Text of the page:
When purchasing a new vehicle, most families rely on safety ratings published by the National Highway Traffic Safety Administration and other organizations to make sure that they will have adequate protection in the event of a car accident. A new study out of the University of Buffalo shows, however, that these safety ratings may not be as useful as many people believe. When it comes to determining whether a vehicle offers protection in an accident, vehicle type is perhaps the most important consideration.
Smaller vehicles not as safe
Researchers examined data from the federal Fatality Analysis Reporting System, a database of information about car accidents nationwide, collected from 1995 to 2010. Specifically, they looked at head-on collisions between SUVs and smaller, lighter passenger vehicles. The drivers of cars were four times more likely to die in these sorts of crashes, even when their vehicle had a better crash rating than the SUV involved in the accident. If the SUV involved in the crash had a better rating, then the driver of the car was 10 times more likely to die. Independent of safety ratings, the drivers of smaller cars were approximately seven times more likely to die in these sorts of crashes than SUV drivers.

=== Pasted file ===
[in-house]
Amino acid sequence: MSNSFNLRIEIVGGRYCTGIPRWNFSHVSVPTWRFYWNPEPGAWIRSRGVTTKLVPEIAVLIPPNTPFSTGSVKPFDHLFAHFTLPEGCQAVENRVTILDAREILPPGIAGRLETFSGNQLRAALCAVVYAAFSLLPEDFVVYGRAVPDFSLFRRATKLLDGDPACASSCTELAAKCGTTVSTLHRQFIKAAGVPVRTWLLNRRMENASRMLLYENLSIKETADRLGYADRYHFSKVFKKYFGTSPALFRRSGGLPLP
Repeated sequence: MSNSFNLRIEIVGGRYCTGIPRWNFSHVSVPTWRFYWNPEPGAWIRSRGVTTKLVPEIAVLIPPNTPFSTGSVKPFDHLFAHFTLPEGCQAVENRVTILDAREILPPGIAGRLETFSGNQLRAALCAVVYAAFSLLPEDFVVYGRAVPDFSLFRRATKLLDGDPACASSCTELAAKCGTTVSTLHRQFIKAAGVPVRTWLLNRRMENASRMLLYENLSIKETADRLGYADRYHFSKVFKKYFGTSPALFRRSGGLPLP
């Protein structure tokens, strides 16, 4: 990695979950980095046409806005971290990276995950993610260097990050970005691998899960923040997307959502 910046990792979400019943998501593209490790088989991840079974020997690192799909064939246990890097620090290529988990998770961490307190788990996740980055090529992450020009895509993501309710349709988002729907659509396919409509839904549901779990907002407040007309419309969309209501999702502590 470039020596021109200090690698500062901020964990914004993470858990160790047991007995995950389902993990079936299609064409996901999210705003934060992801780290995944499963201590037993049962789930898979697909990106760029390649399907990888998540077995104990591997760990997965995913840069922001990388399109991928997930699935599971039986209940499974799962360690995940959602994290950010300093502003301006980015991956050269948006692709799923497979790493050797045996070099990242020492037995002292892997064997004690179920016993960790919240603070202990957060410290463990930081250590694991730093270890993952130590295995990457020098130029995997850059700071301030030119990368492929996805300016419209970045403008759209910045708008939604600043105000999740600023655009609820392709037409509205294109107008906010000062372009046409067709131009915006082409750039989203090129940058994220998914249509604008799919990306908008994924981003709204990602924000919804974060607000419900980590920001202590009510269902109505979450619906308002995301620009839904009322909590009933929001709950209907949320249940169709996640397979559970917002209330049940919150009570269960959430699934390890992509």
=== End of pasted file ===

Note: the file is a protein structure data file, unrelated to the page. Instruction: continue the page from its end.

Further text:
SUVs may be safest vehicles on the road
On the one hand, the findings of the study prove what many people would likely guess: a driver is more likely to be injured in an accident when his vehicle is smaller and lighter than the other involved vehicle. On the other hand, the study proved that weight was not the only important consideration. In fact, in crashes where the SUV involved was approximately the same weight as the passenger vehicle, SUV drivers ended up being safer because of the height of their vehicles. In many cases, the SUV would simply ride up the hood of the smaller car.
In the opinion of the study's authors, large SUVs are now some of the safest cars on U.S. roads, simply because their size and weight provide them with an advantage. The researchers worry that people who choose smaller cars based on their safety ratings may, in fact, have a false sense of security about whether they will be protected in a crash. When people are purchasing a new car, the authors suggest that they consider not only safety ratings, but also how well the vehicle might stand up in a crash with an SUV.